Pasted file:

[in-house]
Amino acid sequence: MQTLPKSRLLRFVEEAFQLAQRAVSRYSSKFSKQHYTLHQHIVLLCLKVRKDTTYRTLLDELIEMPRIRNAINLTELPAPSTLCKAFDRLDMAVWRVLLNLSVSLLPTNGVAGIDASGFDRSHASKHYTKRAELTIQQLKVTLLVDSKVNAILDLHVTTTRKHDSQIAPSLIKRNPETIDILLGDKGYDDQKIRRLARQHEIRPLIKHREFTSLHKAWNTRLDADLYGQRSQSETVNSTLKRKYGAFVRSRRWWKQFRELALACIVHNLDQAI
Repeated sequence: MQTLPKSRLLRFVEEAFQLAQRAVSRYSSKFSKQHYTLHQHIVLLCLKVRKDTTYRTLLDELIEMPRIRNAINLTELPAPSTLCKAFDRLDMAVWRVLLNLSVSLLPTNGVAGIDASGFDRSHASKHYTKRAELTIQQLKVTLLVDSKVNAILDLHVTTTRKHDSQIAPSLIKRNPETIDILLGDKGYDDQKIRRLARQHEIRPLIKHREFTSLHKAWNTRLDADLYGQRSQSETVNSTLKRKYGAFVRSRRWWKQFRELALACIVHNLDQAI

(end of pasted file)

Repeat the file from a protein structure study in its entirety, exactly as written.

[in-house]
Amino acid sequence: MQTLPKSRLLRFVEEAFQLAQRAVSRYSSKFSKQHYTLHQHIVLLCLKVRKDTTYRTLLDELIEMPRIRNAINLTELPAPSTLCKAFDRLDMAVWRVLLNLSVSLLPTNGVAGIDASGFDRSHASKHYTKRAELTIQQLKVTLLVDSKVNAILDLHVTTTRKHDSQIAPSLIKRNPETIDILLGDKGYDDQKIRRLARQHEIRPLIKHREFTSLHKAWNTRLDADLYGQRSQSETVNSTLKRKYGAFVRSRRWWKQFRELALACIVHNLDQAI
Repeated sequence: MQTLPKSRLLRFVEEAFQLAQRAVSRYSSKFSKQHYTLHQHIVLLCLKVRKDTTYRTLLDELIEMPRIRNAINLTELPAPSTLCKAFDRLDMAVWRVLLNLSVSLLPTNGVAGIDASGFDRSHASKHYTKRAELTIQQLKVTLLVDSKVNAILDLHVTTTRKHDSQIAPSLIKRNPETIDILLGDKGYDDQKIRRLARQHEIRPLIKHREFTSLHKAWNTRLDADLYGQRSQSETVNSTLKRKYGAFVRSRRWWKQFRELALACIVHNLDQAI